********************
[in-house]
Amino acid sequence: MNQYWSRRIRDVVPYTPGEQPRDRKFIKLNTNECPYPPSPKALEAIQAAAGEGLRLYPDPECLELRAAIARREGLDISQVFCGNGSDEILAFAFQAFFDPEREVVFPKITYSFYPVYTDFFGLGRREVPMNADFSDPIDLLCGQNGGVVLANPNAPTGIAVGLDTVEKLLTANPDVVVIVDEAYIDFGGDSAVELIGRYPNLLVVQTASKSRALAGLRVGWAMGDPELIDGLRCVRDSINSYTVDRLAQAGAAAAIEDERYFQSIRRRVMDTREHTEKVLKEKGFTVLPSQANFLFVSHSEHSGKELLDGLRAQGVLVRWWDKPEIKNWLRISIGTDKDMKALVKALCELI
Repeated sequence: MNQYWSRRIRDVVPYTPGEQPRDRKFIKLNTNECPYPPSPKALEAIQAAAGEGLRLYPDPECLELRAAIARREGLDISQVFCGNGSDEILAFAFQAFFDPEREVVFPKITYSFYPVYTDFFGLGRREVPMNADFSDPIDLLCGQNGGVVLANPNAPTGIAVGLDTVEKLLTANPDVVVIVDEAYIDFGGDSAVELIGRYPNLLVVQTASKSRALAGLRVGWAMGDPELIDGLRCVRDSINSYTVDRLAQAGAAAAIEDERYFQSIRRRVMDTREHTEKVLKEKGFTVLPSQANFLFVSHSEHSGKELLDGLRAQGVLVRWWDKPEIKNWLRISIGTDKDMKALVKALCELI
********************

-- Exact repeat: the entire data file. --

[in-house]
Amino acid sequence: MNQYWSRRIRDVVPYTPGEQPRDRKFIKLNTNECPYPPSPKALEAIQAAAGEGLRLYPDPECLELRAAIARREGLDISQVFCGNGSDEILAFAFQAFFDPEREVVFPKITYSFYPVYTDFFGLGRREVPMNADFSDPIDLLCGQNGGVVLANPNAPTGIAVGLDTVEKLLTANPDVVVIVDEAYIDFGGDSAVELIGRYPNLLVVQTASKSRALAGLRVGWAMGDPELIDGLRCVRDSINSYTVDRLAQAGAAAAIEDERYFQSIRRRVMDTREHTEKVLKEKGFTVLPSQANFLFVSHSEHSGKELLDGLRAQGVLVRWWDKPEIKNWLRISIGTDKDMKALVKALCELI
Repeated sequence: MNQYWSRRIRDVVPYTPGEQPRDRKFIKLNTNECPYPPSPKALEAIQAAAGEGLRLYPDPECLELRAAIARREGLDISQVFCGNGSDEILAFAFQAFFDPEREVVFPKITYSFYPVYTDFFGLGRREVPMNADFSDPIDLLCGQNGGVVLANPNAPTGIAVGLDTVEKLLTANPDVVVIVDEAYIDFGGDSAVELIGRYPNLLVVQTASKSRALAGLRVGWAMGDPELIDGLRCVRDSINSYTVDRLAQAGAAAAIEDERYFQSIRRRVMDTREHTEKVLKEKGFTVLPSQANFLFVSHSEHSGKELLDGLRAQGVLVRWWDKPEIKNWLRISIGTDKDMKALVKALCELI